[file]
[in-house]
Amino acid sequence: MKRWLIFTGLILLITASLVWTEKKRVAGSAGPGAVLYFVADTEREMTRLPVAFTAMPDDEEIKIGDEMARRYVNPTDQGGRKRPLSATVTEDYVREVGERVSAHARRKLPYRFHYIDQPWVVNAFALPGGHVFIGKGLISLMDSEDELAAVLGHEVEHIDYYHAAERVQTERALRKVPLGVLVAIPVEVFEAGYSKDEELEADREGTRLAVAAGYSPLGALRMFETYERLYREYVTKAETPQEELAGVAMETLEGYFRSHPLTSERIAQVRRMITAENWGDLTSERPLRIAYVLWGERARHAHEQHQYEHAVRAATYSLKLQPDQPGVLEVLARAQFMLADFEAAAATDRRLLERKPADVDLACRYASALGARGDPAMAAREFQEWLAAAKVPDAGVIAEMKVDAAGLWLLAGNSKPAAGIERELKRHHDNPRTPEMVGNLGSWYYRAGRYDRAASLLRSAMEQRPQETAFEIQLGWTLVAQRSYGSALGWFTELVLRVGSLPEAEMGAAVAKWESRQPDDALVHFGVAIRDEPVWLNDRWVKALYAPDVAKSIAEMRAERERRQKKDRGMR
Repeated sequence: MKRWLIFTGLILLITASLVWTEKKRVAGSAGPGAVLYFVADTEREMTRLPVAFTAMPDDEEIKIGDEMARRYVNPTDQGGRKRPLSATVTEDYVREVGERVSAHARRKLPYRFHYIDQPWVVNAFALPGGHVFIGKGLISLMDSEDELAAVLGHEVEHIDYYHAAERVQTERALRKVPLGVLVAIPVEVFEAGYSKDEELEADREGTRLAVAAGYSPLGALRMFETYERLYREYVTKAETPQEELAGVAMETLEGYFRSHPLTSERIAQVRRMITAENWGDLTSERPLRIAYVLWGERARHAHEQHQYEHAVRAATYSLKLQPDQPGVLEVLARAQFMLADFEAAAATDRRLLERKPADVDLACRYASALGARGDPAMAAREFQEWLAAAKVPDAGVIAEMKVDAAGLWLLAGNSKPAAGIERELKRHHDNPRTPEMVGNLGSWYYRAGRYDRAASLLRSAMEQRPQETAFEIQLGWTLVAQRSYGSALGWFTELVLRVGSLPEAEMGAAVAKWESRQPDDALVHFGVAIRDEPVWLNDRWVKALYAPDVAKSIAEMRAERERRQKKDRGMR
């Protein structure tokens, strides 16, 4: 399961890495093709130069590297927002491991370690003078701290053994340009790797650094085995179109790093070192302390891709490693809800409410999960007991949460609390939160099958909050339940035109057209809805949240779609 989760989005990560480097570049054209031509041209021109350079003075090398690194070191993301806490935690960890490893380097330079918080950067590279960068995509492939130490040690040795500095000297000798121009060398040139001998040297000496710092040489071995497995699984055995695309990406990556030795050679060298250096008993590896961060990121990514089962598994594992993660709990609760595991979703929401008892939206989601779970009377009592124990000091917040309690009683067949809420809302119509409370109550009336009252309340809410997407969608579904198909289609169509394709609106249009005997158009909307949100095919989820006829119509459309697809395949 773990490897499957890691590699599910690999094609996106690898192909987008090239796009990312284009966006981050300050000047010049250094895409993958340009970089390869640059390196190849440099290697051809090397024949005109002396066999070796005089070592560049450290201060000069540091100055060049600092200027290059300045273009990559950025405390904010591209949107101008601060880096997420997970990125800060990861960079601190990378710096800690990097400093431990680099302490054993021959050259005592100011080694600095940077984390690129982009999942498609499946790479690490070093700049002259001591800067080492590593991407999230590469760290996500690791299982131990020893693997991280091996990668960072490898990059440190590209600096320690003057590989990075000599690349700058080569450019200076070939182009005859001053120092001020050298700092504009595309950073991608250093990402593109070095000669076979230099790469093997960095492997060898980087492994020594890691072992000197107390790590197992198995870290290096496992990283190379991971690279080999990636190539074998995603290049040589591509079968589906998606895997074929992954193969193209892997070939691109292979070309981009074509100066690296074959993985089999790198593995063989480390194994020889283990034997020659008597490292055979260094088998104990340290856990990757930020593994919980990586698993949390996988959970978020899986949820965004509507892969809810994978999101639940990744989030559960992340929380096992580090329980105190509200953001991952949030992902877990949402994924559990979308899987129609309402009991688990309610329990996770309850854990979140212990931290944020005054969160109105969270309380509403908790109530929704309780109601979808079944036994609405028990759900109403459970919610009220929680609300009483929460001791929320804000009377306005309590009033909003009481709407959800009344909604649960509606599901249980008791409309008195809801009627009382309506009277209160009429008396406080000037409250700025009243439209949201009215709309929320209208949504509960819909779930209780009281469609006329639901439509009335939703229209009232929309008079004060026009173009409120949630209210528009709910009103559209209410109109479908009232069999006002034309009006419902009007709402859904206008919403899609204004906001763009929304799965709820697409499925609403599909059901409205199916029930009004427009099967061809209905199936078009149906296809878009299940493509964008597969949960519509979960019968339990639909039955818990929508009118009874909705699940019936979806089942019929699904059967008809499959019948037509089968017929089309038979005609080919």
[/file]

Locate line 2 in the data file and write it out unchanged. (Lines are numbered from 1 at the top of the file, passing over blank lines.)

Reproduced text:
Amino acid sequence: MKRWLIFTGLILLITASLVWTEKKRVAGSAGPGAVLYFVADTEREMTRLPVAFTAMPDDEEIKIGDEMARRYVNPTDQGGRKRPLSATVTEDYVREVGERVSAHARRKLPYRFHYIDQPWVVNAFALPGGHVFIGKGLISLMDSEDELAAVLGHEVEHIDYYHAAERVQTERALRKVPLGVLVAIPVEVFEAGYSKDEELEADREGTRLAVAAGYSPLGALRMFETYERLYREYVTKAETPQEELAGVAMETLEGYFRSHPLTSERIAQVRRMITAENWGDLTSERPLRIAYVLWGERARHAHEQHQYEHAVRAATYSLKLQPDQPGVLEVLARAQFMLADFEAAAATDRRLLERKPADVDLACRYASALGARGDPAMAAREFQEWLAAAKVPDAGVIAEMKVDAAGLWLLAGNSKPAAGIERELKRHHDNPRTPEMVGNLGSWYYRAGRYDRAASLLRSAMEQRPQETAFEIQLGWTLVAQRSYGSALGWFTELVLRVGSLPEAEMGAAVAKWESRQPDDALVHFGVAIRDEPVWLNDRWVKALYAPDVAKSIAEMRAERERRQKKDRGMR